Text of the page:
DescriptionWho should use it?Keeping it RAILFeatures and OptionsSynopsisHow hard is it to maintain?DocumentationDiscussion ForumDesign philosophyBugs, feature requests?Test environmentAlternatives DescriptionMuggles is an acronym for multiple uplink gateway for GNU/Linux Enterprise Systems. It is ... [More] a debian-based multiple gateway WAN router. You typically use it to connect a LAN up to the internet via multiple not-100%-reliable dsl uplinks, thereby achieving practically 100% connectivity for an office. The connectivity is logged; machines on the lan can be moved between uplinks; and services like dnsmasq, ntpd and squid on the router improve aspects of networking for the end users. The system adheres to The Debian Way, so you can rely on adding more debian packages as needed without breaking things. It currently (26th Feb 2010) runs with lenny (stable) and squeeze (testing) and is intended to always track debian stable - ie it is meant for production use. A 2-and-a-half minute movie showing the web GUI is at http://groups.google.com/group/mugglesbox/web/mugglesintro.avi.gz. Muggles works really well for smaller enterprises as a cheap, lightweight and pragmatic simplification of the Cisco 3-layer access/distribution/core model, where bringing in a Cisco architecture would be expensive overkill. You can always stack muggles gateways for scalability as you need to grow, or you can move on to the more complicated heavyweight solutions - the important thing is you don't get locked in to a solution that requires special expertise. Muggles is simple; easily overseen; robust; well-documented; easy to set up; free as in freedom; accessibly powerful; and enormously extensible and flexible. Bolting on new debian toys into the muggles system is fun! Muggles itself is mainly glue code, done in bash and integrating the underlying debian packages, with a simplifying web GUI layer on top. Who should use it?Typically: an office on a lan that needs connectivity at all times, and uses multiple unreliable ISP uplinks for this. The default code can handle up to 25 uplinks, which is unfathomably far more than is sensible. The admin can keep an eye on the ISP connections/users/bandwidth in a simple way. It is intended to run in a lightweight manner on a low-end PC, and let the sysadmin add standard debian software to taste, so that he can sit back and be lazy. Keeping it RAILMuggles framework uses the concept of RAIL - a Redundant Array of Independent Links. The well-known RAID is a similar idea. The muggles core is designed for LANs that need to be connected to the internet using multiple normal uplinks. Normal uplinks are much cheaper than specially serviced "business" or "leased" uplinks with expensive service level agreements. Taking several independent normal uplinks and being able to move off one link when it fails (somewhat like RAID lets you move off one drive when it fails) saves costs and means you can just keep working Features and Optionsdns caching (dnsmasq). Speeds up dns lookups for users. dhcp serving (dnsmasq). Dynamic ips assigned based on registered macs. time serving (dnsmasq and ntp). The gateway box time syncs with timeservers on the net. Machines on the lan automatically time sync with the gateway box. masquerading (netfilter). One public ip for the whole LAN. basic uplink usage logging (vnstat). Track how much each uplink is used over the month. extended network usage per machine logging (ipaudit). Track which users are youtubing too much. firewalling (netfilter). Block connections to LAN machines, add iptable rules to taste. web caching (transparent squid). Speed up web browsing. Webdevelopers may want to bypass it, which is easily done. qos (tc). Decide priorities for types of traffic. (to be done) a web gui admin (web scripts) Keep an eye on connectivity; live machines; be able to shift machines from uplinks; switch off transparent proxying; watch uplink usage; access ipaudit logs; bypass squid link failover automation (custom monitoring) (to be done) a test environment (virtualbox based). Test out code ideas before infliciting it on users. and all the other goodies that debian GNU/Linux has are relatively easy to bolt on. SynopsisThere are no real command line options - you configure it and leave it running. The core system provides dns and web caching; timeserving; dhcp; firewalling, masquerading, simple connecitivity logging, uplink total usage monitoring, and moving users from one uplink to another using configuration files. If you install the web gui (recommended), then with it you can move users away from one or more uplinks; shut down the machine; see which machines are up and running along with their ip addresses; watch bandwidth usage; switch off transparent proxying per user; and more. Other modules let you do more stuff - detailed network usage logging of users; QOS and a virtualbox test environment. How hard is it to maintain?Really easy. It is installable by beginners who have a vague idea of networking but just need a bit of a guide as to what is going on when applying stuff. However, it is actually aimed at junior and medium-level sysadmins who want to customize and extend the system to their tastes, so it can get pretty complicated if you like. (Junior/Medium/Senior levels correspond roughly to LPI 1, 2, 3 certification respectively). Documentation is didactic for when you want to dig into the internals. The internals themselves run via bash scripts (even the web cgi is made up of bash scripts, just for fun) so command line sysadmins should find it quite pleasant, and everyone should find it approachable. The prototypes of muggles were different and messier than the current version, but have been in production use for a few years. The code, documentation and design was comprehensible enough to be tweaked, crafted and crufted by junior-level sysadmins for a very long time after I built the systems and handed them over - not that I recommend that kind of maintenance model, but hey, that's what happened. The current version of muggles aims to improve the maintainability so that the upgrade path when tracking debian stable can be carried out almost trivially. DocumentationThere is a 2-and-a-half minute introductory movie about it at http://groups.google.com/group/mugglesbox/web/mugglesintro.avi.gz which will let you know what muggles is about at a glance. Thorough canonical documentation is kept at: http://code.google.com/p/muggles/wiki/PageName. Discussion ForumAt http://groups.google.com/group/mugglesbox Design philosophyThe design is intended to be elegant, adhering to The Debian Way and the Unix philosophy. The core part aims for a simple design running on top of a minimal install. A web gui is recommended for normal operation. Optional features and modules can be bolted on top of the core. Bugs, feature requests?Found a bug (or have a feature request)? Discuss it at the discussion forum. Test environmentNetworking is immensely fun but unless you can test your ideas out first, the users will hate you for applying and breaking things on the production system. So there is a virtual test enviroment option based on virtualbox ose. Give your modifications a shakedown and abuse the virtual machines to your heart's content before deployment on the production system. AlternativesThese are "free as in freedom" alternatives with their own niches: ebox (ubuntu 8.04, 9.04) You want this if you want something that is more heavyweight than muggles. http://ebox-platform.com tomato (for routers) http://fixppp.org/ zeroshell (runs off livecd, based on source code rather than a distro) http://www.zeroshell.net pfsense (freebsd based) haproxy (designed as reverse proxy) http://haproxy.1wt.eu shorewall (latest versions can handle multipath uplinks) http://www.shorewall.net/ openwrt (firmware framework) http://openwrt.org/ vyatta (true enterprise grade. Has a community edition) Quite capable of handling the kind of loads that low and mid-level cisco routers deal with. http://www.vyatta.com [Less]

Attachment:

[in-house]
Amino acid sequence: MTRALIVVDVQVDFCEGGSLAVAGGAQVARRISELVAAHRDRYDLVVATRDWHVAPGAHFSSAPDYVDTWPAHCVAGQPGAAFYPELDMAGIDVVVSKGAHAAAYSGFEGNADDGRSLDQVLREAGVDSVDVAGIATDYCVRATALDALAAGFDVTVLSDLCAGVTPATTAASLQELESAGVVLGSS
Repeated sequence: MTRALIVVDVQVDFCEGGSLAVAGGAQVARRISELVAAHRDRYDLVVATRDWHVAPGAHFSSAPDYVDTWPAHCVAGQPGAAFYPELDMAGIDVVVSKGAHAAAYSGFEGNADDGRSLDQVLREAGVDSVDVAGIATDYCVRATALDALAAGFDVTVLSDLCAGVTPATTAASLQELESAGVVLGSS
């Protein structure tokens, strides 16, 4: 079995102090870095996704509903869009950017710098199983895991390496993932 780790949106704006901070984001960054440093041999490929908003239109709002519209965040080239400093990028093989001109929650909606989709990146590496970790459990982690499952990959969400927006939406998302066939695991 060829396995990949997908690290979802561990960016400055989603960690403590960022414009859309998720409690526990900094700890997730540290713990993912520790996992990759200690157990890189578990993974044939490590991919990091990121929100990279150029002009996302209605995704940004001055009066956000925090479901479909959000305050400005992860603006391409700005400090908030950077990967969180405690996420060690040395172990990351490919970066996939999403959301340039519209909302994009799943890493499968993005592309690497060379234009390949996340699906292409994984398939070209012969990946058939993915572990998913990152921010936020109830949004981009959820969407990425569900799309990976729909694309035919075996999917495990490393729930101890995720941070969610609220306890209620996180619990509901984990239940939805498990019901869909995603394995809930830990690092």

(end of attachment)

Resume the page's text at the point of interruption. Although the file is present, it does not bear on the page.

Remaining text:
1.17K lines of code

0 current contributors

over 7 years since last commit

0 users on Open Hub

Activity Not Available
0.0